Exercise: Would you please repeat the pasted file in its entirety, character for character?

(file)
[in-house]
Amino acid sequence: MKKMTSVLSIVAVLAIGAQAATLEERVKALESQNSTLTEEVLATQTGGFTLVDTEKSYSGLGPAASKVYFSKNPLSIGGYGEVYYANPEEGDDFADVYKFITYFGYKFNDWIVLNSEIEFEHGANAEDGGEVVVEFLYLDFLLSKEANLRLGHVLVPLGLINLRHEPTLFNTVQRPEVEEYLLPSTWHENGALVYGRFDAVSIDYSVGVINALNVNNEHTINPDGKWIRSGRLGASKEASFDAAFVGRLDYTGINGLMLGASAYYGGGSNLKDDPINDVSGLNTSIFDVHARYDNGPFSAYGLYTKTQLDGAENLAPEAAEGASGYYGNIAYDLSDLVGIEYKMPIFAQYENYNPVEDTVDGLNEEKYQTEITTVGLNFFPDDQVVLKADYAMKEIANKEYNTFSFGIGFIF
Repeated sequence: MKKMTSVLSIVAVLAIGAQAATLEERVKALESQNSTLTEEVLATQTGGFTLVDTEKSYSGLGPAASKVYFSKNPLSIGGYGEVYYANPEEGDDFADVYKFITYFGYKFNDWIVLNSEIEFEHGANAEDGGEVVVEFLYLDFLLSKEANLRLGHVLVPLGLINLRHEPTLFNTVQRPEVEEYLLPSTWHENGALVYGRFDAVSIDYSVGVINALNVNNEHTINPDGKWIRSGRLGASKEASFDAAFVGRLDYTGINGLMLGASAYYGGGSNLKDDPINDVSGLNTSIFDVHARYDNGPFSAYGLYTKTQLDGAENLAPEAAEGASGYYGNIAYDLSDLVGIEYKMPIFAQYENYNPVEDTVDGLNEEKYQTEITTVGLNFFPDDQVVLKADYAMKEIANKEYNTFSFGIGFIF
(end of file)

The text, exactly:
[in-house]
Amino acid sequence: MKKMTSVLSIVAVLAIGAQAATLEERVKALESQNSTLTEEVLATQTGGFTLVDTEKSYSGLGPAASKVYFSKNPLSIGGYGEVYYANPEEGDDFADVYKFITYFGYKFNDWIVLNSEIEFEHGANAEDGGEVVVEFLYLDFLLSKEANLRLGHVLVPLGLINLRHEPTLFNTVQRPEVEEYLLPSTWHENGALVYGRFDAVSIDYSVGVINALNVNNEHTINPDGKWIRSGRLGASKEASFDAAFVGRLDYTGINGLMLGASAYYGGGSNLKDDPINDVSGLNTSIFDVHARYDNGPFSAYGLYTKTQLDGAENLAPEAAEGASGYYGNIAYDLSDLVGIEYKMPIFAQYENYNPVEDTVDGLNEEKYQTEITTVGLNFFPDDQVVLKADYAMKEIANKEYNTFSFGIGFIF
Repeated sequence: MKKMTSVLSIVAVLAIGAQAATLEERVKALESQNSTLTEEVLATQTGGFTLVDTEKSYSGLGPAASKVYFSKNPLSIGGYGEVYYANPEEGDDFADVYKFITYFGYKFNDWIVLNSEIEFEHGANAEDGGEVVVEFLYLDFLLSKEANLRLGHVLVPLGLINLRHEPTLFNTVQRPEVEEYLLPSTWHENGALVYGRFDAVSIDYSVGVINALNVNNEHTINPDGKWIRSGRLGASKEASFDAAFVGRLDYTGINGLMLGASAYYGGGSNLKDDPINDVSGLNTSIFDVHARYDNGPFSAYGLYTKTQLDGAENLAPEAAEGASGYYGNIAYDLSDLVGIEYKMPIFAQYENYNPVEDTVDGLNEEKYQTEITTVGLNFFPDDQVVLKADYAMKEIANKEYNTFSFGIGFIF